The main reason for persistent disease without isolation of the same pathogen in the repeated investigation (probable persistent infection) was empyema. Resistance to the antimicrobial regimen administered was only exceptionally present in one patient with bacteriemic pneumonia caused by Pseudomonas stutzeri. Two patients with Streptococcus pneumoniae and another patient with P. aeruginosa experienced a protracted clinical course despite susceptibility to antimicrobial agents. Because the choice, route, and dosing of antimicrobial treatment was correct in each case, the most probable explanation is an ongoing inflammatory response despite a significant reduction of the bacterial load.

One of the most important findings in our study was the high frequency of nosocomial pneumonia. Overall, 11 pathogens were involved, and most belonged to the pattern usually found in the presence of risk factors or in late-onset pneumonia (17). In addition, our findings confirm that Aspergillus spp. must be taken into account as a nosocomial pathogen also in the absence of severe systemic immunosuppression (18). High respiratory tract colonization rates of 34 to 59% with subsequent pneumonia in 5 and 12% in patients with CAP receiving antimicrobial treatment were reported in studies originating from the 1960s (19, 20). More recently, colonization of the respiratory tract during antimicrobial treatment for CAP could be demonstrated in 38% (21). In this study, colonization was an adverse prognostic factor associated with twice the length of hospital stay, slower recovery, and a 14-fold higher mortality. However, only one of 93 colonized patients had definite nosocomial pneumonia. In a subsequent study, the same investigators could confirm respiratory tract colonization as an independent adverse prognostic factor in multivariate analysis (5). The high frequency of severe nosocomial pneumonia in our study probably reflects a more severely compromised population, with a high incidence of pulmonary comorbidity and severe CAP. In fact, nosocomial pneumonia independently predicted mortality in addition to APACHE II score. These data provide a strong additional argument to perform a repeated microbial investigation in all patients with antimicrobial treatment failures in order to detect possible nosocomial pneumonia, which would require a specific secondary antimicrobial treatment approach.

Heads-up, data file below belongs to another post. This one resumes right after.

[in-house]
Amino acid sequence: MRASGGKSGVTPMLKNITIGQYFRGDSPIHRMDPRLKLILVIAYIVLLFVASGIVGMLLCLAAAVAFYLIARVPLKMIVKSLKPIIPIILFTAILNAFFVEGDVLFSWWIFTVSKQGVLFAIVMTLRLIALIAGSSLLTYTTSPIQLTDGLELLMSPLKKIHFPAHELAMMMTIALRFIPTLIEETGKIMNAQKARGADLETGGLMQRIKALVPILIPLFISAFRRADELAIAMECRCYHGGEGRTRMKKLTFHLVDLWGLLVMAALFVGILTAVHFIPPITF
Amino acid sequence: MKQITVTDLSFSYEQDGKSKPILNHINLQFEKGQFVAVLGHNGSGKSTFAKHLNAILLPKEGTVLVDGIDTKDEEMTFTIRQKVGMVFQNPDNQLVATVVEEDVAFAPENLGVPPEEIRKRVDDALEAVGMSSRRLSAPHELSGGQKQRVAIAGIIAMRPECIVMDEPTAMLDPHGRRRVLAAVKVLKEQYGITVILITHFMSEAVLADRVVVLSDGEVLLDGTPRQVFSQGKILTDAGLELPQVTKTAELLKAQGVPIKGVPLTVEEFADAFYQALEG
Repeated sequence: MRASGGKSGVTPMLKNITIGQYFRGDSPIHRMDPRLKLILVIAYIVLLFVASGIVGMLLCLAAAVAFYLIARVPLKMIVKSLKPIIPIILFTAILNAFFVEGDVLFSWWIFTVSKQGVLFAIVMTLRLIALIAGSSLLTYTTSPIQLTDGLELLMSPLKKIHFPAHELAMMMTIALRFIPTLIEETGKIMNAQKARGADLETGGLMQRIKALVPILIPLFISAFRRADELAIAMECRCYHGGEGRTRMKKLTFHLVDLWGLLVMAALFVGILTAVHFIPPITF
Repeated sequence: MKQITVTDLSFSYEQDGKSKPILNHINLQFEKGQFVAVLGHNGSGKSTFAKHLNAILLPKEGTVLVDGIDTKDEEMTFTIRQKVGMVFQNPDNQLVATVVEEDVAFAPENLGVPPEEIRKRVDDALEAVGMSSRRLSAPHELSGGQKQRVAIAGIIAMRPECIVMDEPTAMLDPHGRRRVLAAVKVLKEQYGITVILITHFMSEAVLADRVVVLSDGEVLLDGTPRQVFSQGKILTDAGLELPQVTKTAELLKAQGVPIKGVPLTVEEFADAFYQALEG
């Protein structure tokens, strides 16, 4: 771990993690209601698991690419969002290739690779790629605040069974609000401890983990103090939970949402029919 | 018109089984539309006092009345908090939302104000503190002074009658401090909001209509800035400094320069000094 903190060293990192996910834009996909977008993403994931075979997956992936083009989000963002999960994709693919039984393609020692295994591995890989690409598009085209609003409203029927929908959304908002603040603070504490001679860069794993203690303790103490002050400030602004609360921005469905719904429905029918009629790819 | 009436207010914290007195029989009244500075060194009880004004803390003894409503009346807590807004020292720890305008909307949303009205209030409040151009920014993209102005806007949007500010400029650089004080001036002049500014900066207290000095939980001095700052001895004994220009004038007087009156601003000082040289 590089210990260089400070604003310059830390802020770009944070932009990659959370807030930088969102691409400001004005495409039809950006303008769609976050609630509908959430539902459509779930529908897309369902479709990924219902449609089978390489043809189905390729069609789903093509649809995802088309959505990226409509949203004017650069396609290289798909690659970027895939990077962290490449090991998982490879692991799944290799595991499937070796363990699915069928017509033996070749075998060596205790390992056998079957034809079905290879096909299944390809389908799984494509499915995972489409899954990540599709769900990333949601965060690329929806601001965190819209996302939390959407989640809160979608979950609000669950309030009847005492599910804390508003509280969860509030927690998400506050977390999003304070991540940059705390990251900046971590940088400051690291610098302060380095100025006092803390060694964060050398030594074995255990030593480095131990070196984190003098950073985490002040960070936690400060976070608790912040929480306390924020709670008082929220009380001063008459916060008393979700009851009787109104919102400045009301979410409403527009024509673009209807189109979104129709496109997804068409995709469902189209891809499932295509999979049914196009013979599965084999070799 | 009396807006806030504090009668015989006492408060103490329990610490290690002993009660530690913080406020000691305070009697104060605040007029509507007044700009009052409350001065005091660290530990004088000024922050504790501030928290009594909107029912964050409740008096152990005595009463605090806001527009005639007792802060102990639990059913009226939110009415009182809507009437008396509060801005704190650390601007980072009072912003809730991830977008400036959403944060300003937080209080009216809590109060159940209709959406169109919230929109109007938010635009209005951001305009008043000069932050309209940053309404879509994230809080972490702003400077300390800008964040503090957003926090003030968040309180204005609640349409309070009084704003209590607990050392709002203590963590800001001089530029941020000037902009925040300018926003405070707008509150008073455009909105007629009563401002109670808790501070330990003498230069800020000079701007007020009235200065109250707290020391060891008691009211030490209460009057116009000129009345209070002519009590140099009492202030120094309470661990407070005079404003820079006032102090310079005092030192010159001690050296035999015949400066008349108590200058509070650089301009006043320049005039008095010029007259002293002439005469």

The most frequently detected “syndromes” of treatment failures were empyema and aspiration, or both. In one patient, even foreign body aspiration could be demonstrated. Therefore, the presence of pleural effusion should always be checked, thoracocentesis of pleural effusion should be rapidly performed, and the possibility of aspiration should be raised in patients with antimicrobial treatment failures.

Noninfectious causes of treatment failures included known mimics of CAP (10). Consistent with other reports, malignancy was quite rare, accounting for only three cases. The same was true for interstitial lung disease. Bronchiolitis obliterans with organizing pneumonia represents a typical mimic of CAP, and it is very important to detect it because of its good response to corticosteroid medication. The use of high resolution CT may obviate the need for transbronchial biopsy in selected cases.

Although this study was not designed to compare the diagnostic yield of diagnostic techniques, some clarifications should be made. TBAS generally had a higher yield than sputum, which probably is due to the fact that it was applied in ventilated patients with a higher probability of nosocomial pneumonia. As expected, serology had a low yield when only a single sample was obtained but an acceptable yield if paired serology was available. The low yield of Legionella antigen may simply reflect a low prevalence of Legionellosis (3). TBAS and bronchoscopically retrieved PSB and BAL had comparable yields, a trend compatible with observations in ventilator- associated pneumonia (22, 23). Bronchoscopy was particularly useful in determining noninfectious causes of treatment failures.

In conclusion, the main challenge in patients with antimicrobial treatment failures, which might have been currently underestimated, is to detect microbial resistance to the initially administered antimicrobial regimen and nosocomial pneumonia. In order to accomplish with these potentially life-threatening etiologies, a regular microbial reinvestigation seems mandatory in all patients presenting with antimicrobial treatment failures.

Supported by Commisionat per a Universitats i Recerca de la Generalitat de Catalunya 1997 SGR 00086, IDIBAPS Hospital Clinic Barcelona, and FISS 98/0138.

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Correspondence and requests for reprints should be addressed to Dr. Antoni Torres, Servei de Pneumologia i Al.lergia Respiratoria, Villarroel, 170, E-08036 Barcelona, España. E-mail:

Dr. Arancibia was a 1997 Research Fellow from the Insituto Nacional del Tórax, Santiago de Chile, Chile.

Dr. Ewig was a Research Fellow from the Medizinische Universitätsklinik and Poliklinik Bonn, Bonn, Germany.

Dr. Ruiz was a 1997 European Respiratory Society Research Fellow from the Hospital Clı́nico de la Universidad de Chile, Santiago de Chile, Chile.

Dr. Bauer was a Research Fellow from the Abteilung für Pneumologie, Allergologie und Schlafmedizin, Medizinische Klinik, Bergmannsheil-Universitätsklinik, Bochum, Germany supported in 1999 by IDIBAPS, Hospital Clı́nic, Barcelona, Spain.